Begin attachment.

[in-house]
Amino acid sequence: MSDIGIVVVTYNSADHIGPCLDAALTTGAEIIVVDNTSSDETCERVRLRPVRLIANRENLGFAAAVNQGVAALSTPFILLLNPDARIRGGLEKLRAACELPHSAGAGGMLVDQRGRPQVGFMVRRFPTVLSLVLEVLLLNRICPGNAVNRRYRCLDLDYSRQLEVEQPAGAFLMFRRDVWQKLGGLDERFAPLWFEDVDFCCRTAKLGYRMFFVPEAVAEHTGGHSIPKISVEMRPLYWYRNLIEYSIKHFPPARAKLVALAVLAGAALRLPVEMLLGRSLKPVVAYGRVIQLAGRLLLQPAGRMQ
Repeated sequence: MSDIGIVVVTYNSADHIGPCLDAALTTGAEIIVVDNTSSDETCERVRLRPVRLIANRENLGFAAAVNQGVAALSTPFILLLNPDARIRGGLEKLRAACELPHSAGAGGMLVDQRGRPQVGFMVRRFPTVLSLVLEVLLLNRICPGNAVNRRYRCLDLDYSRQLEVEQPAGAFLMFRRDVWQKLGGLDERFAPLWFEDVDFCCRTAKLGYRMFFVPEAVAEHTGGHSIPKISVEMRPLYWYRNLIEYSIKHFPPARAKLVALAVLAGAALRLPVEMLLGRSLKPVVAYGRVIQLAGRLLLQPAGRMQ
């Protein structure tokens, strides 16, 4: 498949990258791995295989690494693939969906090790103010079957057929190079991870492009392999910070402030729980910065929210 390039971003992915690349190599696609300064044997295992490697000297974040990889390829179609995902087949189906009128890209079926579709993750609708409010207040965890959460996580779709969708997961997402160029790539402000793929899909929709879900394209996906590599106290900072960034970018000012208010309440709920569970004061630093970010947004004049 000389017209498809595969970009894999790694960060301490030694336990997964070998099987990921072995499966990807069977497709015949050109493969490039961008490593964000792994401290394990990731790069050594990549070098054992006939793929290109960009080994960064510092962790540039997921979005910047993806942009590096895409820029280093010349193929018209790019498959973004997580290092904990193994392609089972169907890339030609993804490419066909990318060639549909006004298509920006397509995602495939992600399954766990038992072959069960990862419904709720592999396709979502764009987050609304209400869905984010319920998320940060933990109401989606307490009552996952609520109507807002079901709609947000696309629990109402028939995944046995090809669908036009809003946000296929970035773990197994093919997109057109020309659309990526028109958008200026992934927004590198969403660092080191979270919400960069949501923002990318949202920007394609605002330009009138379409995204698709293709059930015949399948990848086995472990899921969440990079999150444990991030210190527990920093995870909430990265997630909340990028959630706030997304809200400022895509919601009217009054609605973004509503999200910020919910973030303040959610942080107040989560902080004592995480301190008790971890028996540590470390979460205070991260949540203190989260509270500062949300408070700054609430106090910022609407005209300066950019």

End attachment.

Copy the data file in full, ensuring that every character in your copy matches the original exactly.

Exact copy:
[in-house]
Amino acid sequence: MSDIGIVVVTYNSADHIGPCLDAALTTGAEIIVVDNTSSDETCERVRLRPVRLIANRENLGFAAAVNQGVAALSTPFILLLNPDARIRGGLEKLRAACELPHSAGAGGMLVDQRGRPQVGFMVRRFPTVLSLVLEVLLLNRICPGNAVNRRYRCLDLDYSRQLEVEQPAGAFLMFRRDVWQKLGGLDERFAPLWFEDVDFCCRTAKLGYRMFFVPEAVAEHTGGHSIPKISVEMRPLYWYRNLIEYSIKHFPPARAKLVALAVLAGAALRLPVEMLLGRSLKPVVAYGRVIQLAGRLLLQPAGRMQ
Repeated sequence: MSDIGIVVVTYNSADHIGPCLDAALTTGAEIIVVDNTSSDETCERVRLRPVRLIANRENLGFAAAVNQGVAALSTPFILLLNPDARIRGGLEKLRAACELPHSAGAGGMLVDQRGRPQVGFMVRRFPTVLSLVLEVLLLNRICPGNAVNRRYRCLDLDYSRQLEVEQPAGAFLMFRRDVWQKLGGLDERFAPLWFEDVDFCCRTAKLGYRMFFVPEAVAEHTGGHSIPKISVEMRPLYWYRNLIEYSIKHFPPARAKLVALAVLAGAALRLPVEMLLGRSLKPVVAYGRVIQLAGRLLLQPAGRMQ
């Protein structure tokens, strides 16, 4: 498949990258791995295989690494693939969906090790103010079957057929190079991870492009392999910070402030729980910065929210 390039971003992915690349190599696609300064044997295992490697000297974040990889390829179609995902087949189906009128890209079926579709993750609708409010207040965890959460996580779709969708997961997402160029790539402000793929899909929709879900394209996906590599106290900072960034970018000012208010309440709920569970004061630093970010947004004049 000389017209498809595969970009894999790694960060301490030694336990997964070998099987990921072995499966990807069977497709015949050109493969490039961008490593964000792994401290394990990731790069050594990549070098054992006939793929290109960009080994960064510092962790540039997921979005910047993806942009590096895409820029280093010349193929018209790019498959973004997580290092904990193994392609089972169907890339030609993804490419066909990318060639549909006004298509920006397509995602495939992600399954766990038992072959069960990862419904709720592999396709979502764009987050609304209400869905984010319920998320940060933990109401989606307490009552996952609520109507807002079901709609947000696309629990109402028939995944046995090809669908036009809003946000296929970035773990197994093919997109057109020309659309990526028109958008200026992934927004590198969403660092080191979270919400960069949501923002990318949202920007394609605002330009009138379409995204698709293709059930015949399948990848086995472990899921969440990079999150444990991030210190527990920093995870909430990265997630909340990028959630706030997304809200400022895509919601009217009054609605973004509503999200910020919910973030303040959610942080107040989560902080004592995480301190008790971890028996540590470390979460205070991260949540203190989260509270500062949300408070700054609430106090910022609407005209300066950019």